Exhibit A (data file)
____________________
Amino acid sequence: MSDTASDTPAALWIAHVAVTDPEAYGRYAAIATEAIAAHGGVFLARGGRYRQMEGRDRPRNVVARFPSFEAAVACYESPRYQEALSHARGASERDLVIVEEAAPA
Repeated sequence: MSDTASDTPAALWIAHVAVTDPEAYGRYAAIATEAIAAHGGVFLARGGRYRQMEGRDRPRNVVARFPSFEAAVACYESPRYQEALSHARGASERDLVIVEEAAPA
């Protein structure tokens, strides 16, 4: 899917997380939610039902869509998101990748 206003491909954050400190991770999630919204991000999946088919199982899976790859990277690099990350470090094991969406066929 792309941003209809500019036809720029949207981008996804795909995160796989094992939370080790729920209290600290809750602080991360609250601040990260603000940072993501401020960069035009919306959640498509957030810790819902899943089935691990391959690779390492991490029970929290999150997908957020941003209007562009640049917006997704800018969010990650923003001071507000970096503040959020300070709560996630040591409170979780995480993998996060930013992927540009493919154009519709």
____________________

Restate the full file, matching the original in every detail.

Amino acid sequence: MSDTASDTPAALWIAHVAVTDPEAYGRYAAIATEAIAAHGGVFLARGGRYRQMEGRDRPRNVVARFPSFEAAVACYESPRYQEALSHARGASERDLVIVEEAAPA
Repeated sequence: MSDTASDTPAALWIAHVAVTDPEAYGRYAAIATEAIAAHGGVFLARGGRYRQMEGRDRPRNVVARFPSFEAAVACYESPRYQEALSHARGASERDLVIVEEAAPA
């Protein structure tokens, strides 16, 4: 899917997380939610039902869509998101990748 206003491909954050400190991770999630919204991000999946088919199982899976790859990277690099990350470090094991969406066929 792309941003209809500019036809720029949207981008996804795909995160796989094992939370080790729920209290600290809750602080991360609250601040990260603000940072993501401020960069035009919306959640498509957030810790819902899943089935691990391959690779390492991490029970929290999150997908957020941003209007562009640049917006997704800018969010990650923003001071507000970096503040959020300070709560996630040591409170979780995480993998996060930013992927540009493919154009519709």